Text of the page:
Hong Kong turns away visitors amid alleged terrorism fears

Travelers at Hong Kong International Airport. Source: Shutterstock/Sorbis

OFFICIAL statistics have revealed just under 14,000 people from Asia Pacific were refused entry into Hong Kong last year because the reasons for their visits were “doubtful”. This figure had more than doubled in the last three years.

A report by South China Morning Post quoted experts who claimed this could be because of heightened terrorism fears in the region. However, the state’s Immigration Department hasn’t yet confirmed the reason of refusal.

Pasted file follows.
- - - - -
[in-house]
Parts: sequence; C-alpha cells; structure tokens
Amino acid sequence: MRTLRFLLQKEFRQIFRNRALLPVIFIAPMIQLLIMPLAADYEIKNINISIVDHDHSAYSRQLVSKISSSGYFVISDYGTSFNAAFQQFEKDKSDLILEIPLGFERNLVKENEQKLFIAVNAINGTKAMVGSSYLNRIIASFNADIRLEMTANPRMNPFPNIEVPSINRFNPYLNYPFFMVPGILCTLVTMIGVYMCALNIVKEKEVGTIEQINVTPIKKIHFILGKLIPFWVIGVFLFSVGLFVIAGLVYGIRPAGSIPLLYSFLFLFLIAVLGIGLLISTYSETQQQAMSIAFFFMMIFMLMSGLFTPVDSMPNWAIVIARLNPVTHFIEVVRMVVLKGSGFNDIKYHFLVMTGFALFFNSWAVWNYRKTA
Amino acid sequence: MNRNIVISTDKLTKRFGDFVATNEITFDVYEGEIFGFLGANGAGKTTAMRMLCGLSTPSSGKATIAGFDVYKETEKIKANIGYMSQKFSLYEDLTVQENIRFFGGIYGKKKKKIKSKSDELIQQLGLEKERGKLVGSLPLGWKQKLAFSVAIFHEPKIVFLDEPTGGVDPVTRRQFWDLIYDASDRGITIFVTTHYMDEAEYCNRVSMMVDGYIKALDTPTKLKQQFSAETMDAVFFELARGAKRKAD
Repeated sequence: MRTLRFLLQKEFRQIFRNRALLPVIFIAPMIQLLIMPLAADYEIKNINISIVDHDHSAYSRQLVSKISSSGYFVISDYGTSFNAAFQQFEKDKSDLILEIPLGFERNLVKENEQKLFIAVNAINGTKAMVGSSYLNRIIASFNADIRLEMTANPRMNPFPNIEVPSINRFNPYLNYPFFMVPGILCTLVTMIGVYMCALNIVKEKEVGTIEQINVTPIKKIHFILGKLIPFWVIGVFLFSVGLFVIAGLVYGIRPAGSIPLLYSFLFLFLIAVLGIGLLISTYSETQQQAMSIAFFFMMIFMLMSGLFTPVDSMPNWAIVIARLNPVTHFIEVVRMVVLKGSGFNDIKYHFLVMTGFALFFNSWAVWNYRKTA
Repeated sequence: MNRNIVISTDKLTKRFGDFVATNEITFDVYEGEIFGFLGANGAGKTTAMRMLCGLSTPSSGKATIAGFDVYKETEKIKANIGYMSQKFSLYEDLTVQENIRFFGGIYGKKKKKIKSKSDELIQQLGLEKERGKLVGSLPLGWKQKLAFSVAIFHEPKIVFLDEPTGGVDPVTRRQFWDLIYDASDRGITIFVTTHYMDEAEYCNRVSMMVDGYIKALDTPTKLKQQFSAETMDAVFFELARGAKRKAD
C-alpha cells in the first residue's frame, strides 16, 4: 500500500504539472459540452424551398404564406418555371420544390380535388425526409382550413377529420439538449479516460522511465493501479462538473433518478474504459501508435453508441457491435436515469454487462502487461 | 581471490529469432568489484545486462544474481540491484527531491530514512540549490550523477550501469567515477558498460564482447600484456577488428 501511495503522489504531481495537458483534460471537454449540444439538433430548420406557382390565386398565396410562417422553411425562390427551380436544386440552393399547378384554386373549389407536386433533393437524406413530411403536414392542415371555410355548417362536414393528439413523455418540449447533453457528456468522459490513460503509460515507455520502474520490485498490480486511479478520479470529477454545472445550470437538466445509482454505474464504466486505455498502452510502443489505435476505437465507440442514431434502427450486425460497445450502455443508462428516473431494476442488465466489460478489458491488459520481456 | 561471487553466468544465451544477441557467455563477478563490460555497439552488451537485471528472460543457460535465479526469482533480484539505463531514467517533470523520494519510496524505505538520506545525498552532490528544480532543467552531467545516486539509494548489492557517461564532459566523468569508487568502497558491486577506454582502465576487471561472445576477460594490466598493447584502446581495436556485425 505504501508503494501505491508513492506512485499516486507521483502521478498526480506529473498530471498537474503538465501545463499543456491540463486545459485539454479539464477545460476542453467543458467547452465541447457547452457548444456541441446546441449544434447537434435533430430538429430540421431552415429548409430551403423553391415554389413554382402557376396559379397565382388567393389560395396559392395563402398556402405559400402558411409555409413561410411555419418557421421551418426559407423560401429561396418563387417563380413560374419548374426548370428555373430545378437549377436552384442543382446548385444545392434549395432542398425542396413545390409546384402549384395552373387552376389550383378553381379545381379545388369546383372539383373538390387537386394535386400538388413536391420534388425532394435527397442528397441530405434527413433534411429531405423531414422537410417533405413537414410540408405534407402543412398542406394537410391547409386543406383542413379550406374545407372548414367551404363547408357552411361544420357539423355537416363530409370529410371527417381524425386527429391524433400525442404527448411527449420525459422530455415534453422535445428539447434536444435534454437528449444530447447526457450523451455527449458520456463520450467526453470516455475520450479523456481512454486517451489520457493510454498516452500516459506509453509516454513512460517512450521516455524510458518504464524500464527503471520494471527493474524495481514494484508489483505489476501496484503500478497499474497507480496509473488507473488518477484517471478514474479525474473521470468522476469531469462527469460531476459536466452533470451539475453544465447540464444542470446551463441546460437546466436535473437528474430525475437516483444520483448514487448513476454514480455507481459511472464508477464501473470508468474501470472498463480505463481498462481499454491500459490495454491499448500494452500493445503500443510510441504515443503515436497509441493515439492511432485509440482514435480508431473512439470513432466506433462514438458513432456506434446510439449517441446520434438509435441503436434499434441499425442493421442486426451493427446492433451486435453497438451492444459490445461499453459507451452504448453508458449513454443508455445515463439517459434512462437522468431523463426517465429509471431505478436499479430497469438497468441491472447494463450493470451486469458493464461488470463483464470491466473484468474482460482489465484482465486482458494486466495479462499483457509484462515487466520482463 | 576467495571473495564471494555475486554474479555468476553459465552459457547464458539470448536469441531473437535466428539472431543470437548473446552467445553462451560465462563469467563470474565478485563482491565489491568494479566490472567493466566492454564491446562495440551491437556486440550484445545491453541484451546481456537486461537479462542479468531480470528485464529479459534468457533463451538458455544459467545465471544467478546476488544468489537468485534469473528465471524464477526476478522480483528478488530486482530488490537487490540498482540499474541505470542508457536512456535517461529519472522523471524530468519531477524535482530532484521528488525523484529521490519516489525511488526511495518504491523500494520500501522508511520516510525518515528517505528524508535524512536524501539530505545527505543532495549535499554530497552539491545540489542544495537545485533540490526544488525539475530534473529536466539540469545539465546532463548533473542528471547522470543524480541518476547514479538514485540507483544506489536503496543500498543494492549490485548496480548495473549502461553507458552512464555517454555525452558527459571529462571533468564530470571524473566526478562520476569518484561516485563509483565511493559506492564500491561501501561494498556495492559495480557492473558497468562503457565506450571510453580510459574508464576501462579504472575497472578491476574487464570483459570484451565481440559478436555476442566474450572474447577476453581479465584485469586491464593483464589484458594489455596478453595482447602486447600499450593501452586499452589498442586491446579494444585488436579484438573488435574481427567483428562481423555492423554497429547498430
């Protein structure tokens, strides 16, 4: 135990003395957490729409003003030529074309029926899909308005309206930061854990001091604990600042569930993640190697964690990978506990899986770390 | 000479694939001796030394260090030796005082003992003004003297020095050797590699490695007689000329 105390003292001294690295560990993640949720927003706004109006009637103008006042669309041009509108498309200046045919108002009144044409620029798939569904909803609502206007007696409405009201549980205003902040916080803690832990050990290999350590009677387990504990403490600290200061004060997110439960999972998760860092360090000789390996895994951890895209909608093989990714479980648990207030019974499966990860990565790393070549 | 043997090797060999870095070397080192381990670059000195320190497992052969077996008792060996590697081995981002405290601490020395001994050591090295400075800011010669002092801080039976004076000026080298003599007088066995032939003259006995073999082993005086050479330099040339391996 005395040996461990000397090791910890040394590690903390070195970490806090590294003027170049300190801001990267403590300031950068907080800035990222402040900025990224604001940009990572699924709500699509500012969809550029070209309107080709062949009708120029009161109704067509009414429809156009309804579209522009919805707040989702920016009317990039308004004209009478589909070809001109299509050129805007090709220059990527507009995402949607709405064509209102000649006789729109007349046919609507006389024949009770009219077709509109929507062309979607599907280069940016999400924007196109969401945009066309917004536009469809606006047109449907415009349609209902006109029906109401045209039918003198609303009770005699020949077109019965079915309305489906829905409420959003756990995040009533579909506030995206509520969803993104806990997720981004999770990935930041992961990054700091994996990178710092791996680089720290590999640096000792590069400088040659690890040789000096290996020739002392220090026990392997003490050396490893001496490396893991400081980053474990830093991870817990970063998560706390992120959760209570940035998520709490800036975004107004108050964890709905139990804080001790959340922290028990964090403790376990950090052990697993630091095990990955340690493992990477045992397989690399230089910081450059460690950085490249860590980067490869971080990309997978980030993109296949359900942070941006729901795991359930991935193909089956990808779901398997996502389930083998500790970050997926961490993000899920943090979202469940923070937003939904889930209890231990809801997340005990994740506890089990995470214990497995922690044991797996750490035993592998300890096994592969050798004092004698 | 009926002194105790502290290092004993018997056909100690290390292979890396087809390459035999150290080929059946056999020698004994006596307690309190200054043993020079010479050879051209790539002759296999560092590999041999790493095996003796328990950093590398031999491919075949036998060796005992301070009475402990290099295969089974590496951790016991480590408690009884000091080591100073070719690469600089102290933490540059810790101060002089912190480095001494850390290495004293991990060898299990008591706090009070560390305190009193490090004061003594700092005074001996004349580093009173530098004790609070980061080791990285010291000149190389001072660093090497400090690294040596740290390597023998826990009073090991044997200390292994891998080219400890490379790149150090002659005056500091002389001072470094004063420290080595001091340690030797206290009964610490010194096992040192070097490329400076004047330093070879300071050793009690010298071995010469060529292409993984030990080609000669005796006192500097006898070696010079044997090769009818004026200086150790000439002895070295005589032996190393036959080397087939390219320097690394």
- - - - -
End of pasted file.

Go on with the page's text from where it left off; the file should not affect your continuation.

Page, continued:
Security consultant and former police superintendent Clement Lai Ka-chi told the publication the rise in entry denials could be because of a “more firm attitude” from local law enforcement agencies coupled with Hong Kong’s status as an “easy target for a terrorist attack”.

The biggest source of refusals were mainland Chinese visitors at 37,959 last year; the rest were made up of visitors from the  Asia-Pacific region.

In a separate report published by Jakarta-based think tank Institute for Policy Analysis of Conflict (IPAC), about 45 Indonesian domestic workers in Hong Kong have been radicalized and linked with Islamice State. However, this number is considered negligible in a country with 153,000 Indonesian domestic workers.

“Some of these women were drawn in by jihadi boyfriends they met online,” says IPAC analyst Nava Nuraniyah. “But some joined IS as a path to empowerment.”

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